Would Mandatory Parental Notification Laws Regarding Contraceptive Prescriptions Negatively Affect Teenage Girls' Health?



PRO (yes)

The ACLU wrote in a July 18, 2003 press release "Preventing Teenagers from Getting Contraceptives Unless They Tell a Parent Puts Teens at Risk," published on its website www.aclu.org:

"Studies show that preventing teens from getting contraceptives unless they tell a parent won't stop teenagers from having sex. It will just drive them away from the services they need to protect themselves, leading to higher rates of unintended pregnancies and sexually transmitted diseases (STDs), including HIV...

Some people say that allowing teenagers to get contraceptives without first telling a parent encourages them to become sexually active... But research about how teenagers behave flatly contradicts this theory...

Cutting off teenagers' access to contraceptives... just drives them out of doctors' offices. When teenagers don't visit family planning providers, not only do they forego contraceptive services, they also miss or dangerously postpone screening and treatment for STDs, routine gynecological exams, and other vital health care services."

July 18, 2003 - American Civil Liberties Union (ACLU) 



Carol Ford, MD, Associate Professor of Pediatrics and Internal Medicine, wrote in an Aug. 14, 2002 article "Limiting Confidentiality of Adolescent Health Services," published in the Journal of the American Medical Association:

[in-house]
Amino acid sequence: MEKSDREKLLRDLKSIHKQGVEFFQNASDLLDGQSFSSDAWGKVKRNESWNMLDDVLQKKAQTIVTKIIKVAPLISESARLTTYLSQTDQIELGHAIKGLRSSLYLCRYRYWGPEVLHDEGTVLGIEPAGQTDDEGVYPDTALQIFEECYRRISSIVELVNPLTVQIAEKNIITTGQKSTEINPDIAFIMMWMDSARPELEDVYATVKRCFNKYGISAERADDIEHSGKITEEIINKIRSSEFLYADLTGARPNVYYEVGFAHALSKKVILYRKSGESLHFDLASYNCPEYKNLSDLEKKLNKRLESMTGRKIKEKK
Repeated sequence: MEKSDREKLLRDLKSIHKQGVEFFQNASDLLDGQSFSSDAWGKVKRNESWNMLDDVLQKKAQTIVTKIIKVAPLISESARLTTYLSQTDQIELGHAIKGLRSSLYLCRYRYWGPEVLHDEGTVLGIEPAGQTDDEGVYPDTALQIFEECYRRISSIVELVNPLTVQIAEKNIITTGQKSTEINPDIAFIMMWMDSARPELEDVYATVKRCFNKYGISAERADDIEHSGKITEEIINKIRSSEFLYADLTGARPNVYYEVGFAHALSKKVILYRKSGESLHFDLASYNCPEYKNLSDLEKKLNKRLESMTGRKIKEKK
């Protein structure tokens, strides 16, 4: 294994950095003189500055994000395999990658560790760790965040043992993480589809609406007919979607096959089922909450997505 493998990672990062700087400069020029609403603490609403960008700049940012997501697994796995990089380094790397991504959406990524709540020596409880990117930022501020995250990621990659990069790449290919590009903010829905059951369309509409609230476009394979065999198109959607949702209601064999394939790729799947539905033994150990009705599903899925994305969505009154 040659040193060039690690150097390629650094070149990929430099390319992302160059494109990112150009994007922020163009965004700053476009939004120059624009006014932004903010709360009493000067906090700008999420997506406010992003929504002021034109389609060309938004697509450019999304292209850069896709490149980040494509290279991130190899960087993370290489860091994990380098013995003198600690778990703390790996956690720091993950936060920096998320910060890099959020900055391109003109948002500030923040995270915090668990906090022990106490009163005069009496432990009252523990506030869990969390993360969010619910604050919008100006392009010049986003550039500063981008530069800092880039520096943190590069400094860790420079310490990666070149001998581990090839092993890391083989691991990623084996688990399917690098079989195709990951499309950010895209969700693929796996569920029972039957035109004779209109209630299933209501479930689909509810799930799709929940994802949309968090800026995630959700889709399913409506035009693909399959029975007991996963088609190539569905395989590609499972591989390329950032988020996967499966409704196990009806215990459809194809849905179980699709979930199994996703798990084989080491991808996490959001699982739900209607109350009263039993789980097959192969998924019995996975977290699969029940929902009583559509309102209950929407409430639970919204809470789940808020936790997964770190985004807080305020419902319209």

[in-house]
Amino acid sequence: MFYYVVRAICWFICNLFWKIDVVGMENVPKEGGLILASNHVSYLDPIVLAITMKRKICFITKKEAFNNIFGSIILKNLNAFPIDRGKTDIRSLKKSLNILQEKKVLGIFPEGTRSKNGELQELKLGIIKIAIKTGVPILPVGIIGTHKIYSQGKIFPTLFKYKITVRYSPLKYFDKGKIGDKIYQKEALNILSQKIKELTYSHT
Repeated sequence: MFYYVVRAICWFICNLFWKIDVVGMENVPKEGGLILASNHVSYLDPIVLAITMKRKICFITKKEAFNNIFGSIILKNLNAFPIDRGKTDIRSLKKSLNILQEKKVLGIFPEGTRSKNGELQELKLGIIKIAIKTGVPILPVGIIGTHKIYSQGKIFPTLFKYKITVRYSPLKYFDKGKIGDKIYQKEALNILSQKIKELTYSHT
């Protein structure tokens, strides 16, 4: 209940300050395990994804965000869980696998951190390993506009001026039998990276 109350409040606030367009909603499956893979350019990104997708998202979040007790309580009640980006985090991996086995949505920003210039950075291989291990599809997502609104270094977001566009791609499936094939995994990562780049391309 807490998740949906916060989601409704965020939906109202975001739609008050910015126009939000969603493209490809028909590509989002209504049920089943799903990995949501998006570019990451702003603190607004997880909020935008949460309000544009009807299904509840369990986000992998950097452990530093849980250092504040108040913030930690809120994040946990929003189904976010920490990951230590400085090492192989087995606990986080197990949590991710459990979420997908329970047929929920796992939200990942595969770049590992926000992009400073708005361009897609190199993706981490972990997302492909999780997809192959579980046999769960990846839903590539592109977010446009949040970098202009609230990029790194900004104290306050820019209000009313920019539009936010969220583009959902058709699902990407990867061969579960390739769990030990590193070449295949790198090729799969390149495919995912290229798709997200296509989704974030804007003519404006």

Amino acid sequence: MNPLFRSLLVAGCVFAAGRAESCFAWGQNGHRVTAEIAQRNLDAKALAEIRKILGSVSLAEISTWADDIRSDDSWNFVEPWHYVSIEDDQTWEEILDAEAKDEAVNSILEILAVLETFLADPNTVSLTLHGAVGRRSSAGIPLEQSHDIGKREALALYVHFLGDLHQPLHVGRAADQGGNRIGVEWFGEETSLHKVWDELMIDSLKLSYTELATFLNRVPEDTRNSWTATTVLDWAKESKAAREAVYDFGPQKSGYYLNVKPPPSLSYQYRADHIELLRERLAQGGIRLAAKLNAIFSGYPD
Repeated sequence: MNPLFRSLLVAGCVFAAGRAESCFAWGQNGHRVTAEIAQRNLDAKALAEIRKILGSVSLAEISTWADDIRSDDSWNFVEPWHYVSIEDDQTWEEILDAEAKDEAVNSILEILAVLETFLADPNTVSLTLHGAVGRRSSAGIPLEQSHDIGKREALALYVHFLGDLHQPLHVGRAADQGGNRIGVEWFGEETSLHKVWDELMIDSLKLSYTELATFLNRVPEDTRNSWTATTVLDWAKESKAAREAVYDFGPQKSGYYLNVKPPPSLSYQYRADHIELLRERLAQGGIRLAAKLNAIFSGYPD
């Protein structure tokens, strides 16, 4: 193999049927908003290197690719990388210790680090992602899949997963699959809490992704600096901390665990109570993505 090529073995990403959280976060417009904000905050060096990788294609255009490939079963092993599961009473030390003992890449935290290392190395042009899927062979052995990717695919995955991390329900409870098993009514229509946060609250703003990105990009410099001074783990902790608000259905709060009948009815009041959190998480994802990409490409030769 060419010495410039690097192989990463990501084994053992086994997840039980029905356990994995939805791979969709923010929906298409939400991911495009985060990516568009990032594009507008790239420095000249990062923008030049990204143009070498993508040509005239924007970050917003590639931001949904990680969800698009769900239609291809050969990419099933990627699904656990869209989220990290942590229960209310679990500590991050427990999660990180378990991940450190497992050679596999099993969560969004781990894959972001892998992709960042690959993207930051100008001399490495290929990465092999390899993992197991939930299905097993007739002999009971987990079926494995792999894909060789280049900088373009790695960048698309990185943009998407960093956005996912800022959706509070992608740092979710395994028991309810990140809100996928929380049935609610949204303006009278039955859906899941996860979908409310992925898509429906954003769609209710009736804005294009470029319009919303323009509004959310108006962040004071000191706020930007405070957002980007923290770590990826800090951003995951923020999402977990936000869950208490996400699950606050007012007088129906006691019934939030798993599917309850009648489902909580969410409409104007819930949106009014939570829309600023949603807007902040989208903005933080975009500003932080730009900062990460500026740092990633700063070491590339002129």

"There is no reason that efforts to strengthen communication between adolescents and their parents cannot take place even though confidential health care is available to adolescents who need or want it...

The greatest risk is that adolescents who need health care will not receive it and will experience preventable negative outcomes, endangering their own health and often the public health as well. This outcome is not in the best interest of adolescents, their parents, or professionals dedicated to preserving the health and well-being of this age group."

Aug. 14, 2002 - Carol A. Ford, MD 



Diane Reddy, PhD, Associate Professor at the University of Wisconsin-Milwaukee, et al., wrote in the Aug. 14, 2002 Journal of the American Medical Association article "Effect of Mandatory Parental Notification on Adolescent Girls' Use of Sexual Health Care Services":

"Girls younger than 18 years and seeking services at all 33 Planned Parenthood family planning clinics in Wisconsin... were surveyed during the spring of 1999. A response rate of 85% was achieved, yielding a sample of 950 girls.

[T]he evidence suggests that requiring parental notification would impede girls' use of prescribed contraceptive services, with the majority of girls continuing to have sexual intercourse despite restricted access to prescribed contraceptives. Given this information, requiring parental notification for obtaining prescribed contraceptives would likely increase unintended pregnancies, abortions, and out-of-wedlock births."

Aug. 14, 2002 - Diane M. Reddy, PhD 



CON (no)